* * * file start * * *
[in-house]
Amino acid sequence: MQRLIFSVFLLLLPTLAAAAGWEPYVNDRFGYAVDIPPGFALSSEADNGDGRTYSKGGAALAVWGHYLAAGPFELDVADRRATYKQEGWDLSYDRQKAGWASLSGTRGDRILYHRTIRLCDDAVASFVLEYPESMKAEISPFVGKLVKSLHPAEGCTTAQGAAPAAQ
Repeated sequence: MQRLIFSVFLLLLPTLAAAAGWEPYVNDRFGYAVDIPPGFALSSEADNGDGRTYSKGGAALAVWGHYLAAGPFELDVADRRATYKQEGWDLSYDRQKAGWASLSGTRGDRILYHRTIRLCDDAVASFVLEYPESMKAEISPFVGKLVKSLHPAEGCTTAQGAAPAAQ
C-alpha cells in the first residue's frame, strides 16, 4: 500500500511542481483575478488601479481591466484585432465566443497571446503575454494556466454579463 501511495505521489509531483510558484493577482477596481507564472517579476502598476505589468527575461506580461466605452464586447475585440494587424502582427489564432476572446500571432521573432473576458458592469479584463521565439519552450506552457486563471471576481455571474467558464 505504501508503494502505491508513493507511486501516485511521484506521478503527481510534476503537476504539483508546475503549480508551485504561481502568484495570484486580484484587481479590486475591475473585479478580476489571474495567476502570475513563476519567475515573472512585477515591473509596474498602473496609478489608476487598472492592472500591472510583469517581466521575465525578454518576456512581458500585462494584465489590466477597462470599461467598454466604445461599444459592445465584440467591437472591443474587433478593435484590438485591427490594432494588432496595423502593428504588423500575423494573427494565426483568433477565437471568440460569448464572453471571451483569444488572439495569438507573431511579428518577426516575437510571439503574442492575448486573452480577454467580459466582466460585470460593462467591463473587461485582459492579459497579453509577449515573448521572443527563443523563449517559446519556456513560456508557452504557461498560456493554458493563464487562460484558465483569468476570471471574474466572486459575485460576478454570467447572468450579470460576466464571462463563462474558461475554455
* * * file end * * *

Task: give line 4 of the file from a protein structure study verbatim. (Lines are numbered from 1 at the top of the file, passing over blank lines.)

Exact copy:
C-alpha cells in the first residue's frame, strides 16, 4: 500500500511542481483575478488601479481591466484585432465566443497571446503575454494556466454579463 501511495505521489509531483510558484493577482477596481507564472517579476502598476505589468527575461506580461466605452464586447475585440494587424502582427489564432476572446500571432521573432473576458458592469479584463521565439519552450506552457486563471471576481455571474467558464 505504501508503494502505491508513493507511486501516485511521484506521478503527481510534476503537476504539483508546475503549480508551485504561481502568484495570484486580484484587481479590486475591475473585479478580476489571474495567476502570475513563476519567475515573472512585477515591473509596474498602473496609478489608476487598472492592472500591472510583469517581466521575465525578454518576456512581458500585462494584465489590466477597462470599461467598454466604445461599444459592445465584440467591437472591443474587433478593435484590438485591427490594432494588432496595423502593428504588423500575423494573427494565426483568433477565437471568440460569448464572453471571451483569444488572439495569438507573431511579428518577426516575437510571439503574442492575448486573452480577454467580459466582466460585470460593462467591463473587461485582459492579459497579453509577449515573448521572443527563443523563449517559446519556456513560456508557452504557461498560456493554458493563464487562460484558465483569468476570471471574474466572486459575485460576478454570467447572468450579470460576466464571462463563462474558461475554455